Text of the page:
In a concerning development, Indian intelligence agencies have uncovered a novel method employed by the anti-India terror outfit Babbar Khalsa International (BKI) to finance its operations. BKI, designated as a terrorist organization by India and several other countries, has reportedly abandoned traditional hawala channels and shifted towards exploiting loopholes in India’s Money Transfer Service Scheme (MTSS) intended for foreign tourists.

The MTSS allows international tourists visiting India to transfer personal remittances through designated channels. While seemingly innocuous, intelligence sources allege that BKI has infiltrated the system by collaborating with tour guides and offering them commissions to receive remittances into their personal accounts. These “tourist-agents” then withdraw the funds minus their commission and subsequently hand over the remaining sum to BKI’s local contacts, effectively funneling illegal funds for terrorist activities.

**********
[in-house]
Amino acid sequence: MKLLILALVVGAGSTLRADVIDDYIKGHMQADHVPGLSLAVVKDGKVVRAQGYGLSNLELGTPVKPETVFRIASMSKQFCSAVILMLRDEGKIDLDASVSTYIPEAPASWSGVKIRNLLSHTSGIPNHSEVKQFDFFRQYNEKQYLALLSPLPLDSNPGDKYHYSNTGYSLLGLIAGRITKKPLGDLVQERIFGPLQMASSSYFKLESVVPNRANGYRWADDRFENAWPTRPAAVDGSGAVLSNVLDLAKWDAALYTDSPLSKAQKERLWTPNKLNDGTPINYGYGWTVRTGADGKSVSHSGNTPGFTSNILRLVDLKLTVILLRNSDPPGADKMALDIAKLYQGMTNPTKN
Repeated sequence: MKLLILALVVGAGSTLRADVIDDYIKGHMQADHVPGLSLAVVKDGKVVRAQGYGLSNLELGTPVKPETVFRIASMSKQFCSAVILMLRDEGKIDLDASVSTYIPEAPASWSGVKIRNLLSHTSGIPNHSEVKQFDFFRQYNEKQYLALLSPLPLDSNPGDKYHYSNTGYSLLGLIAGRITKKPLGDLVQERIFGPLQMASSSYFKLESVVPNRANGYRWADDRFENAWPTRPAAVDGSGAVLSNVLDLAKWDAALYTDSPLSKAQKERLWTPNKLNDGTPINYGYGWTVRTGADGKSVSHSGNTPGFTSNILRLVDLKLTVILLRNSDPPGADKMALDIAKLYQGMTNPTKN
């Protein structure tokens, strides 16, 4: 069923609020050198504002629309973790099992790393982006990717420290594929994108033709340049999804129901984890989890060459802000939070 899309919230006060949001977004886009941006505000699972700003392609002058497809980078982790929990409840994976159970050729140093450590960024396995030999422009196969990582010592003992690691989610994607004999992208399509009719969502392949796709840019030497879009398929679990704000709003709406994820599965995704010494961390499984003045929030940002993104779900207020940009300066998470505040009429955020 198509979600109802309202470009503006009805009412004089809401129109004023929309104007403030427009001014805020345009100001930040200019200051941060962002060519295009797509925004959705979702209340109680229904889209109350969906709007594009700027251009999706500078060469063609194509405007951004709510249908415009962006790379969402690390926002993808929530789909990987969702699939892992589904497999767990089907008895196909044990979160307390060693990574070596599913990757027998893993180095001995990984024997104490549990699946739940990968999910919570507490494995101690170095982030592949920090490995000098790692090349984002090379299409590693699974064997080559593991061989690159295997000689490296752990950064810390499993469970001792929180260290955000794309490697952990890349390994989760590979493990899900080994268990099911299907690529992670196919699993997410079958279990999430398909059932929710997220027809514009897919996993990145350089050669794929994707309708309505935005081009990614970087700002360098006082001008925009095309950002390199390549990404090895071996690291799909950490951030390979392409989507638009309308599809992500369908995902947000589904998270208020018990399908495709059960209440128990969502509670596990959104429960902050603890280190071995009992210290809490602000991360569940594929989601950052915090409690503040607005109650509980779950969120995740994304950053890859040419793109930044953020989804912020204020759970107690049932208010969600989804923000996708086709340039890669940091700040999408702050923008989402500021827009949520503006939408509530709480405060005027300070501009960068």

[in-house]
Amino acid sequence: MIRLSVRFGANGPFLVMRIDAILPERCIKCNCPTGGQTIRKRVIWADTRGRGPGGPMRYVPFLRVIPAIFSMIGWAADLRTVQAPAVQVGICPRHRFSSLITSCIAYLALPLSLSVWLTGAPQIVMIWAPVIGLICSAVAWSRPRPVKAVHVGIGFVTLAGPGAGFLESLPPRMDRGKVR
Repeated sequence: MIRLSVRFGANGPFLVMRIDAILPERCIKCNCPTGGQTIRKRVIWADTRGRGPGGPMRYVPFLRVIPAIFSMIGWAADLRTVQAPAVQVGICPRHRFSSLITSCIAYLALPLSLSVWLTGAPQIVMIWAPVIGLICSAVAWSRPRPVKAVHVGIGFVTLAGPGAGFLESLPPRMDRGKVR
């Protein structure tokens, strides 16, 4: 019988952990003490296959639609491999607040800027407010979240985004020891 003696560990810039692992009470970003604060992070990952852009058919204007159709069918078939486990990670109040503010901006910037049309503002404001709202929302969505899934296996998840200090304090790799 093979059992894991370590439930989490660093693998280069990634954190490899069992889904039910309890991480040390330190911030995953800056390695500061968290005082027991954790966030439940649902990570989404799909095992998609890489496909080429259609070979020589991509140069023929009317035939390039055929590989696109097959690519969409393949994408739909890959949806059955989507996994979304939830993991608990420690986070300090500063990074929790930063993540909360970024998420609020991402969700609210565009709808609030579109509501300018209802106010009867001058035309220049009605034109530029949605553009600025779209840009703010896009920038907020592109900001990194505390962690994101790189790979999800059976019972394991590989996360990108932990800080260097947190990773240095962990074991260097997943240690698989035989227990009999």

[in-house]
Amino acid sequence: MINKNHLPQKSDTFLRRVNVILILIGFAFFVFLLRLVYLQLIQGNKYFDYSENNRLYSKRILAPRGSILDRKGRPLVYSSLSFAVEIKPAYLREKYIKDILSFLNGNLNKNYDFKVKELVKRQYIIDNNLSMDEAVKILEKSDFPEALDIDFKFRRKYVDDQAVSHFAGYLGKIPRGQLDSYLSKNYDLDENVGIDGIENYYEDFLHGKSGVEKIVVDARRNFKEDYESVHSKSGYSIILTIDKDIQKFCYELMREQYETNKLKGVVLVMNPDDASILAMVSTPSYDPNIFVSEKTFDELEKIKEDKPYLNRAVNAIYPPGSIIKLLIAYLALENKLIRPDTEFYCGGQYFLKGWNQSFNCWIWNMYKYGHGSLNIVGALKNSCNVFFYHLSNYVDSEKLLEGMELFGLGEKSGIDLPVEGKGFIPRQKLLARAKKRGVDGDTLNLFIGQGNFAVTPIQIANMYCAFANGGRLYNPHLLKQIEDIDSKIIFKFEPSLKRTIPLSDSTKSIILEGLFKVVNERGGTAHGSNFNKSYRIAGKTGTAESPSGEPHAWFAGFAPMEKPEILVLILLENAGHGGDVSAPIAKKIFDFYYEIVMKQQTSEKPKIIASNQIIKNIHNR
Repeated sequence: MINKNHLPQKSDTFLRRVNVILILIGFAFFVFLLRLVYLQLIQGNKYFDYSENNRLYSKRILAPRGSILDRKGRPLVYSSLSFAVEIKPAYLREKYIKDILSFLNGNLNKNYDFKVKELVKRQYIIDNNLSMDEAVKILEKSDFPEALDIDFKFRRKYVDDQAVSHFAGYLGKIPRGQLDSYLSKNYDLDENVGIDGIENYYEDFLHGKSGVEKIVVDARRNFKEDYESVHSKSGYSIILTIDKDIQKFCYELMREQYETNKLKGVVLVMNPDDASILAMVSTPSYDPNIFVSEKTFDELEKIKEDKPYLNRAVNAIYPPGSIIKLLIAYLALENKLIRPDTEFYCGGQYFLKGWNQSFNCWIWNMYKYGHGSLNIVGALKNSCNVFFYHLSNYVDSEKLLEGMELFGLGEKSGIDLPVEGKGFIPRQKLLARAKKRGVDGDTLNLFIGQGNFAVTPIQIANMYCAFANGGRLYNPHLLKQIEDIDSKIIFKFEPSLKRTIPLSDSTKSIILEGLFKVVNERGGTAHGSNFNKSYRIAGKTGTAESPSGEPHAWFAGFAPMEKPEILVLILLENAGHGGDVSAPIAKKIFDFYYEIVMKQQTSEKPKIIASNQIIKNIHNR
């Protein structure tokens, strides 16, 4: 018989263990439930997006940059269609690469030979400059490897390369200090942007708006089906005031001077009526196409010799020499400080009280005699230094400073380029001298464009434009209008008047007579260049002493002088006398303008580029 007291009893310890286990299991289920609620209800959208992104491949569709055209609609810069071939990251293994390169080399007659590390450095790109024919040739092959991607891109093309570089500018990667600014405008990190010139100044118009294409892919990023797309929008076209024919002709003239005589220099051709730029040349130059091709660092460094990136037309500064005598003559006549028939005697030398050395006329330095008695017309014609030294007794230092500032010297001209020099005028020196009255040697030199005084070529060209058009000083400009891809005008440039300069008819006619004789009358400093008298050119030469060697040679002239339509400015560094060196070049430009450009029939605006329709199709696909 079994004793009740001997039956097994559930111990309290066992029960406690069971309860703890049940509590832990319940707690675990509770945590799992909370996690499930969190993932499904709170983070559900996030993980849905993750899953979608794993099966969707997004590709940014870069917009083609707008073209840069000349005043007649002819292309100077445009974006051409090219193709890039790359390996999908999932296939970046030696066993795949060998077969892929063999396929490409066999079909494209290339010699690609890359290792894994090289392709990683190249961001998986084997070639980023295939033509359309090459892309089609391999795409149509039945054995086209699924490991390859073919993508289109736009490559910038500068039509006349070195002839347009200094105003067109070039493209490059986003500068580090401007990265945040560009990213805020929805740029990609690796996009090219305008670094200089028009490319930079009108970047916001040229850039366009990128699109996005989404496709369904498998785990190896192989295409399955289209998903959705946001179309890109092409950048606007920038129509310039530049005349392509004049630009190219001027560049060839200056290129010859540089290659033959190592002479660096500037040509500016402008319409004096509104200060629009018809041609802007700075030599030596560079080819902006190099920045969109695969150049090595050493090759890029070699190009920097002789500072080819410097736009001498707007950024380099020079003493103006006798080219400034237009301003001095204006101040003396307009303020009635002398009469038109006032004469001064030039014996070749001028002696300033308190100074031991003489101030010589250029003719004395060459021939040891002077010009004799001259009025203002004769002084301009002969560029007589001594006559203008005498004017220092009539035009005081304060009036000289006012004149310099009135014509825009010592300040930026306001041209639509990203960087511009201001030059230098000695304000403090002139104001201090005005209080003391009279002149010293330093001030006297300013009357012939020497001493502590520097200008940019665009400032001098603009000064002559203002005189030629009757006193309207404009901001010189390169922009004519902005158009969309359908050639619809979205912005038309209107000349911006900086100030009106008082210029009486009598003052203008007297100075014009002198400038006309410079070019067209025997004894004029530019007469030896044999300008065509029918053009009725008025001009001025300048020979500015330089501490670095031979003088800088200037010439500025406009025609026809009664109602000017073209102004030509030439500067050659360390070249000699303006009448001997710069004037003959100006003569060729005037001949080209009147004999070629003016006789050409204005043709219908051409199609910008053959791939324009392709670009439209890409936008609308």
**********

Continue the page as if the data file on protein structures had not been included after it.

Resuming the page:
The potential scale of this financial maneuver is not to be underestimated. While individual MTSS transactions are capped at USD 2,500, a single beneficiary can receive up to 30 remittances in a year, significantly amplifying the overall amount transferable. This makes it a lucrative and relatively low-risk method for BKI to circumvent traditional financial monitoring mechanisms.

The National Investigation Agency (NIA) has taken cognizance of these alarming reports and initiated discussions with the Reserve Bank of India (RBI) to tighten regulations and safeguard the MTSS framework from further misuse. This incident highlights the evolving and often ingenious tactics employed by terror groups to finance their activities, necessitating constant vigilance and robust counter-measures by security agencies.